Getting nearer to Hurstpierpoint I found what I think is the likely location for Shenley Villas. There is a row of five semi-detached houses on the eastern side of the road, where some of the original house names were visible, and the readable ones all included the word “Villas”.

So one of these was probably their home, I now need to follow that up next time I am down at the West Sussex Record Office by having a look at some maps, and perhaps see if I can find out when they changed name. At least now I have a pretty good idea of where to look when I get there.

What a way to spend Sussex Day!

16 Jun

Phew! Even by my standards that was quite a walk. Sitting on the bus on the way home my pedometer had registered 38,731 steps, that’s just short of 19 miles. Just to round things up I got off the bus a stop early and made it up to 20 miles with an extra little walk.

Sitting on the bus my legs were beginning to ache, not a lot of leg room. I just hoped they would still move when it was time to get off! Still nothing that a nice long soak in the bath won’t sort out.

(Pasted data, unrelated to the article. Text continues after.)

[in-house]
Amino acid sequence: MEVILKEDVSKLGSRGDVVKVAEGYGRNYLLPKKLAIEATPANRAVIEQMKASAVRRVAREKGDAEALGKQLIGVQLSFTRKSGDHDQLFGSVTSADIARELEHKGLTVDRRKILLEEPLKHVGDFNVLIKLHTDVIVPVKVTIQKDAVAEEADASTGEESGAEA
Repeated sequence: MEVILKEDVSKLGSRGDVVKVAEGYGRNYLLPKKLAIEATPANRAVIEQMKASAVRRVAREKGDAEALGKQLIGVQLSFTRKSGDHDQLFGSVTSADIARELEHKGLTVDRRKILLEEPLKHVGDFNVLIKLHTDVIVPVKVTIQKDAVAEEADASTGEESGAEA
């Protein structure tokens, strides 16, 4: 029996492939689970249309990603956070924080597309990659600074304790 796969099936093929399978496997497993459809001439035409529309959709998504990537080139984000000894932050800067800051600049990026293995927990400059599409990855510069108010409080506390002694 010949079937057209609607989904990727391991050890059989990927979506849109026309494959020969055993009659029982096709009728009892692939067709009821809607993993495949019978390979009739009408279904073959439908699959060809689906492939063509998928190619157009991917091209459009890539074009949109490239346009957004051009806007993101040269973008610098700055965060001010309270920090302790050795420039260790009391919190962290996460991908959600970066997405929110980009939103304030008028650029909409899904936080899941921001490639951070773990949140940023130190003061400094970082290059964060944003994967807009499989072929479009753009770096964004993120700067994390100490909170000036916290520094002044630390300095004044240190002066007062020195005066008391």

My digital camera must have very nearly reached it’s capacity, although I did have a spare memory card with me, and spare batteries which I needed. So expect to see plenty of photos on this blog in the next few days and weeks. They are mostly of the Sussex scenery, but there are several churches and several ancestral connections.

I will try and plot my route on a Google Map, but for those interested the key places were: Henfield (starting point), Blackstone, Sayers Common, Hurst Wickham, Hurstpierpoint, Wolstonbury Hill, Clayton and Hassocks (finishing point). I will give a full description when I have recovered (an early night tonight I think) pointing out the genealogical highlights along the way!

I am really pleased I went walking, it was a beautiful day, perhaps a little warm at times (and a bit of a rush to get back home). I visited several areas I had never been to before and reacquainted myself with some I haven’t visited for a long time. Most of all however I enjoyed being out in Sussex, in what I would consider typical Sussex countryside, on Sussex Day.

Here is one photo to be going on with, Sussex stretched out beneath me, as I surveyed the countyside from the vantage point of Wolstonbury Hill.

Sussex as far as the eye can see (although there may be some Surrey tucked away right at the back)

Sussex as far as the eye can see (although there may be some Surrey tucked away right at the back)

Follow

Get every new post delivered to your Inbox.

Join 119 other followers

%d bloggers like this: